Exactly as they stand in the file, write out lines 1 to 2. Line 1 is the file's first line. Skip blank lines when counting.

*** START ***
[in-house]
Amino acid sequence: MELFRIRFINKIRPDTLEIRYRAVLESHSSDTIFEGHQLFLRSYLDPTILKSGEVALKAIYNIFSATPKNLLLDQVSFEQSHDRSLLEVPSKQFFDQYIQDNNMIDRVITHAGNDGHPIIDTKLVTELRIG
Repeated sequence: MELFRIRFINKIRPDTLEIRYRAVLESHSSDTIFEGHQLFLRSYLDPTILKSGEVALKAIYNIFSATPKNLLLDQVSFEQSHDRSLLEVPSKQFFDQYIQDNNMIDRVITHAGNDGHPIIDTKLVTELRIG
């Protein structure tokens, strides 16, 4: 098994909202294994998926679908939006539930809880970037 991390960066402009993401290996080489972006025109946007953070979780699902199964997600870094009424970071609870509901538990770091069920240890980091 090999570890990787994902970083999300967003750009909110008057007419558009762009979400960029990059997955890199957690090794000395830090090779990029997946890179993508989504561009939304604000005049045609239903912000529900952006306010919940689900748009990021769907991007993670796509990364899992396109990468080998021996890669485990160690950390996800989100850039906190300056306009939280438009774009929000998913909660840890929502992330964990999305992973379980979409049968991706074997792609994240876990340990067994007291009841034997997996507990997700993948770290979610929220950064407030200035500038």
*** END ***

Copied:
[in-house]
Amino acid sequence: MELFRIRFINKIRPDTLEIRYRAVLESHSSDTIFEGHQLFLRSYLDPTILKSGEVALKAIYNIFSATPKNLLLDQVSFEQSHDRSLLEVPSKQFFDQYIQDNNMIDRVITHAGNDGHPIIDTKLVTELRIG